Dave McGarry earned a bachelor’s degree from the University of Florida in exercise science and an MBA from the University of Texas, Dallas. Along with his degrees, McGarry is certified through the NSCA as a certified strength and conditioning specialist and is the current assistant general manager for the Cooper Fitness Center at Craig Ranch. His experience consists of more than 12 years as a personal trainer and fitness manager. McGarry also is actively involved with the community as a public speaker and presenter to corporations for health and wellness. His most recent accomplishment is a self-published book for fitness professionals and personal trainers called “Anatomy of Sales.” If you would like to learn more or read his blog, visit www.davemcgarry.com.
As the economy continues to struggle, club operators are looking for ways to increase their revenues. Ancillary programs provide a good source for increased revenue. Following are three ideas you should consider implementing:
1. Focus on profit margins not revenue. Too often, I hear managers talk about how much they increased revenues for the year. They might have done so, but when looking deeper at the numbers, they might discover that their overall profit margins were flat or lower in some cases.
It is easy to get caught up in growing your revenue numbers year over year, but you need to begin focusing on profits instead. To do so, first look at cost of services. As with most businesses, products and services have fixed and variable costs. Most of the time, you can’t do anything about your fixed costs. However, you can do something about one of your biggest variable costs: payroll.
Take, for example, personal training. Most clubs do a 50/50 split with the trainer. You could lower your payout by setting up a tier-level system for your trainers in which you would pay out different levels of commission. When you bring on a new trainer, put them at an entry-level rate (whatever you decide that to be) until they work up to the 50 percent level. Not only will you lower your percentage payout cost, but you also can use the tier-level system to create an incentive for your trainers to move up the tier by reaching certain sales numbers or other objectives. The tier system can be applied to all employees who perform commission-based services.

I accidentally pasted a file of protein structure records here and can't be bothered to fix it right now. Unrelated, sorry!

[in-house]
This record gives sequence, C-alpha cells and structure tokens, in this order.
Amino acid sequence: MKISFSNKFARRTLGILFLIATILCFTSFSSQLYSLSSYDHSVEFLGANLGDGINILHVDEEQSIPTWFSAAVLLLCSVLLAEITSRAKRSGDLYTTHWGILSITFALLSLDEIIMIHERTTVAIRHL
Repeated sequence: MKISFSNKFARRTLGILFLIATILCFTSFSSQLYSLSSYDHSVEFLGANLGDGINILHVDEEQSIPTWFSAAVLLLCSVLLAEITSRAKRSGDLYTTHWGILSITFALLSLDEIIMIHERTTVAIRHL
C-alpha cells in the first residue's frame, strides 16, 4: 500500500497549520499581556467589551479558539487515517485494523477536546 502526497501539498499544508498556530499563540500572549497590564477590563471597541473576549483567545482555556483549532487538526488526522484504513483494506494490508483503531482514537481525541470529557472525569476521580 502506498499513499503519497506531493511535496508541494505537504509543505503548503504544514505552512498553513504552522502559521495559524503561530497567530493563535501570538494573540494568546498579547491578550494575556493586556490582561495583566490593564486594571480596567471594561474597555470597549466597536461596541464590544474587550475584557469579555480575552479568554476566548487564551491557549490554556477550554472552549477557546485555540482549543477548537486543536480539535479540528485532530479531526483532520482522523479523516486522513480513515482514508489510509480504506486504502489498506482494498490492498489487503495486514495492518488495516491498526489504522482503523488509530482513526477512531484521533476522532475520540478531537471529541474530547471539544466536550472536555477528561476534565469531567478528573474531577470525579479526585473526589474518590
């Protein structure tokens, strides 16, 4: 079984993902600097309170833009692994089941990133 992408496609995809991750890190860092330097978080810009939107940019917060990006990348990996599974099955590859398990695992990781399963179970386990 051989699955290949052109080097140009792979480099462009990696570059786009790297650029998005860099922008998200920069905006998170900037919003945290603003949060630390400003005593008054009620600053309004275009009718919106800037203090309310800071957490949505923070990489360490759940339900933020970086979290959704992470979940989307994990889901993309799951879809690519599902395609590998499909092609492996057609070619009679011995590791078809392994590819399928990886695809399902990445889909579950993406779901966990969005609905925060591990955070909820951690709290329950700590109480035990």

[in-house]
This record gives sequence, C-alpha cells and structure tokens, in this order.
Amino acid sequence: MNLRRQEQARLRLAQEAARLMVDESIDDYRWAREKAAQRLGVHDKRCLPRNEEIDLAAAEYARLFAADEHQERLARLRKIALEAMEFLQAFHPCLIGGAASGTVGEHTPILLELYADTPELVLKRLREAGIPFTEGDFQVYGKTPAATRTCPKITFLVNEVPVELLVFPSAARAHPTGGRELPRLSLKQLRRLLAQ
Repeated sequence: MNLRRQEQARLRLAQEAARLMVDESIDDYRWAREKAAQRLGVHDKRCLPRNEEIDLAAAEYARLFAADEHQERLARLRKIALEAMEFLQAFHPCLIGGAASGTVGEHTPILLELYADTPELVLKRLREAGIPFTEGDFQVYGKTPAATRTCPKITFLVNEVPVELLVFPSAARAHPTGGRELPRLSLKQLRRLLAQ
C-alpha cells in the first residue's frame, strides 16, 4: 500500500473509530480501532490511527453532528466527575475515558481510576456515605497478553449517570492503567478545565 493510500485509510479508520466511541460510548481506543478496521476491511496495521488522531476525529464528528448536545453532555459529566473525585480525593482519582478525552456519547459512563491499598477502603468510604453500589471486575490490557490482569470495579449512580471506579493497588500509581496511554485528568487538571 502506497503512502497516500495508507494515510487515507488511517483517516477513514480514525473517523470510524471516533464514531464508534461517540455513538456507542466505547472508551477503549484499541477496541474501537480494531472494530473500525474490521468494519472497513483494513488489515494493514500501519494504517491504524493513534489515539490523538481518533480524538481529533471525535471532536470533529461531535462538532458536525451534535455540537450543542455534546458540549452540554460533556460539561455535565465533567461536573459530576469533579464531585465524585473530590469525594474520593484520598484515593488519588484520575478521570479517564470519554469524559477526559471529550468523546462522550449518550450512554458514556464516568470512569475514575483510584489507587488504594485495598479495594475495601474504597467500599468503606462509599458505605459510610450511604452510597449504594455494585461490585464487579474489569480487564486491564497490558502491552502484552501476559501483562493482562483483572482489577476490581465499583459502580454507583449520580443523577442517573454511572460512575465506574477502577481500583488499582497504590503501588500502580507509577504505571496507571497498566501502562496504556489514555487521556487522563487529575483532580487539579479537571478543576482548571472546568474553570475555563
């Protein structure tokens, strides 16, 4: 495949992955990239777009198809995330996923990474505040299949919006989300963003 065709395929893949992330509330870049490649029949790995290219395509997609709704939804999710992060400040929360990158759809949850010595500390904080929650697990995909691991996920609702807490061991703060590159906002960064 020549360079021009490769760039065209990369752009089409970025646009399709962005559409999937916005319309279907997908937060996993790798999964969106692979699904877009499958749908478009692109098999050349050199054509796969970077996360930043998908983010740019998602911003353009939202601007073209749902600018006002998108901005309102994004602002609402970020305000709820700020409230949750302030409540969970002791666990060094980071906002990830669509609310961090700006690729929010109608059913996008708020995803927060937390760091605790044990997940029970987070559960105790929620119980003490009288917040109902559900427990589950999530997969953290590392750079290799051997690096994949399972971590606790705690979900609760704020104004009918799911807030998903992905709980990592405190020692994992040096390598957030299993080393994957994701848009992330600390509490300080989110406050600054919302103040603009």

Another example of focusing on profits is to look at the profit margins for the products you sell. Sometimes, the product might be something that everyone wants, but when you consider salaries, shelf space, etc., you might actually be losing money.
Another way to increase your profits is to outsource. No, I don’t believe in outsourcing your customer service, but it might make sense to outsource your bookkeeping or your laundry service. Every situation is different, but it might be worth it in the long run to outsource something to save money and increase your overall profits for the club.
2. Up-sell. McDonald’s pretty much rules the roost when it comes to the up-sell, although they’ve had to stop that since the release of the movie “Super Size Me” and because of the health impact that tactic appeared to have.
Despite that, McDonald’s understood something important: If you offer someone a larger quantity of something for a relatively small increase in price, they will often say “yes.” For instance, if you have a café in your facility and sell smoothies, you should always try to up-sell extra protein or another supplement to add to the drink. Just adding an incremental amount to the original ticket purchase can add to your bottom line. If you sell vitamins, you could offer a buy-three-and-get-the-fourth-free promotion.
This strategy is not new, but few club operators implement it. By having your members buy in bulk, you increase your overall profits because of the higher overall ticket purchase. The main takeaway here is that you can increase profits for your business by using the up-sell tactic in all the services and products that you offer.
3. Niche services. Creating niche services can help increase profits, but you have to have the right audience. Certain groups are more willing to spend money than others. Almost any avid golfer would sign up on the spot for a program that would help increase their drive by 15 to 20 yards. You could create a Pilates class geared toward golfers and market it by noting that strong core muscles and flexibility will help improve their game. Other audiences that will pay money for special services include pre- and post-natal women and post-rehab patients.
The point is, you need to create niche services geared toward people who will pay. Oh, and don’t tell me that this will not work in your club. If there is a need and you fill that need, people will pay.
Start using the three methods above, and you will begin to see your profits grow.